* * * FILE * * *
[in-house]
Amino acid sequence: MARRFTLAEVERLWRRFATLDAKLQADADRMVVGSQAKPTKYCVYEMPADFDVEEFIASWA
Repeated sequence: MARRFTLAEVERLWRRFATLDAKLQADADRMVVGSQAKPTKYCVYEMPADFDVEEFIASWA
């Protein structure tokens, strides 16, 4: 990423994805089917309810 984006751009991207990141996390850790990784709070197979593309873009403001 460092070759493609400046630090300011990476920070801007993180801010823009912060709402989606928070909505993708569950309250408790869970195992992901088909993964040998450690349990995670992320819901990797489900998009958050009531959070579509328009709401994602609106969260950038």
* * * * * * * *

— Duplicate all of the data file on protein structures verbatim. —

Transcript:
[in-house]
Amino acid sequence: MARRFTLAEVERLWRRFATLDAKLQADADRMVVGSQAKPTKYCVYEMPADFDVEEFIASWA
Repeated sequence: MARRFTLAEVERLWRRFATLDAKLQADADRMVVGSQAKPTKYCVYEMPADFDVEEFIASWA
């Protein structure tokens, strides 16, 4: 990423994805089917309810 984006751009991207990141996390850790990784709070197979593309873009403001 460092070759493609400046630090300011990476920070801007993180801010823009912060709402989606928070909505993708569950309250408790869970195992992901088909993964040998450690349990995670992320819901990797489900998009958050009531959070579509328009709401994602609106969260950038």